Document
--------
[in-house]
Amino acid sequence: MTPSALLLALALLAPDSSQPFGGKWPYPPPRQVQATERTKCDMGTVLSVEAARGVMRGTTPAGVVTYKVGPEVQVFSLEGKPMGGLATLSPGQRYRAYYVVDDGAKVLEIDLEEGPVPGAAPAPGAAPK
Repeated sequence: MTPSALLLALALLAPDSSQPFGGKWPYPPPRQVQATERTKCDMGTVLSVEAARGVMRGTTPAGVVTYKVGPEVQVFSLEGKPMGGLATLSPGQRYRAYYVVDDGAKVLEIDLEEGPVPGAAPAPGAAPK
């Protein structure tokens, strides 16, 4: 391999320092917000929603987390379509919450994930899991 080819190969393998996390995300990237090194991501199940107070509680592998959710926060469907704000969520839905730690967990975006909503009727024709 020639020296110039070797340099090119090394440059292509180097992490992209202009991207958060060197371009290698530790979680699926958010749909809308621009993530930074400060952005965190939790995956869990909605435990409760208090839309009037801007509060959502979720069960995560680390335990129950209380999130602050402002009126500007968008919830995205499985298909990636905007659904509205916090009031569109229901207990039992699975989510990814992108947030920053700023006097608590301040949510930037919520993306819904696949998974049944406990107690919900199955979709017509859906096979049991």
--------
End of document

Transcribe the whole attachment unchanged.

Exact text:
[in-house]
Amino acid sequence: MTPSALLLALALLAPDSSQPFGGKWPYPPPRQVQATERTKCDMGTVLSVEAARGVMRGTTPAGVVTYKVGPEVQVFSLEGKPMGGLATLSPGQRYRAYYVVDDGAKVLEIDLEEGPVPGAAPAPGAAPK
Repeated sequence: MTPSALLLALALLAPDSSQPFGGKWPYPPPRQVQATERTKCDMGTVLSVEAARGVMRGTTPAGVVTYKVGPEVQVFSLEGKPMGGLATLSPGQRYRAYYVVDDGAKVLEIDLEEGPVPGAAPAPGAAPK
């Protein structure tokens, strides 16, 4: 391999320092917000929603987390379509919450994930899991 080819190969393998996390995300990237090194991501199940107070509680592998959710926060469907704000969520839905730690967990975006909503009727024709 020639020296110039070797340099090119090394440059292509180097992490992209202009991207958060060197371009290698530790979680699926958010749909809308621009993530930074400060952005965190939790995956869990909605435990409760208090839309009037801007509060959502979720069960995560680390335990129950209380999130602050402002009126500007968008919830995205499985298909990636905007659904509205916090009031569109229901207990039992699975989510990814992108947030920053700023006097608590301040949510930037919520993306819904696949998974049944406990107690919900199955979709017509859906096979049991």